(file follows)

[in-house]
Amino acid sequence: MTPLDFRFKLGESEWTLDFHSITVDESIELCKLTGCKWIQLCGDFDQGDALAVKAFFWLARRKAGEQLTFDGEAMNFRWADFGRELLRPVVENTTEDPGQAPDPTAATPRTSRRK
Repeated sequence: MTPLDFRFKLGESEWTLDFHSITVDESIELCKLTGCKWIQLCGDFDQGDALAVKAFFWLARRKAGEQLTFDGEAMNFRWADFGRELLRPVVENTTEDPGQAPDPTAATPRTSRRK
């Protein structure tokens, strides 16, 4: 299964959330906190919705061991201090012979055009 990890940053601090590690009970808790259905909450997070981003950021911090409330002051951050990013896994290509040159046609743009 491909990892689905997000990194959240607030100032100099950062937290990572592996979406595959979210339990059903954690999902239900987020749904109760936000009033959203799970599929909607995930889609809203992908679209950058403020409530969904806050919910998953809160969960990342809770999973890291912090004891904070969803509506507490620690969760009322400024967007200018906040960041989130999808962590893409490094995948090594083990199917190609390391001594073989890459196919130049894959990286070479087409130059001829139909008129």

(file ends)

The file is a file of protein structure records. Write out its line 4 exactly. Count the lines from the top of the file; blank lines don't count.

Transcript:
């Protein structure tokens, strides 16, 4: 299964959330906190919705061991201090012979055009 990890940053601090590690009970808790259905909450997070981003950021911090409330002051951050990013896994290509040159046609743009 491909990892689905997000990194959240607030100032100099950062937290990572592996979406595959979210339990059903954690999902239900987020749904109760936000009033959203799970599929909607995930889609809203992908679209950058403020409530969904806050919910998953809160969960990342809770999973890291912090004891904070969803509506507490620690969760009322400024967007200018906040960041989130999808962590893409490094995948090594083990199917190609390391001594073989890459196919130049894959990286070479087409130059001829139909008129």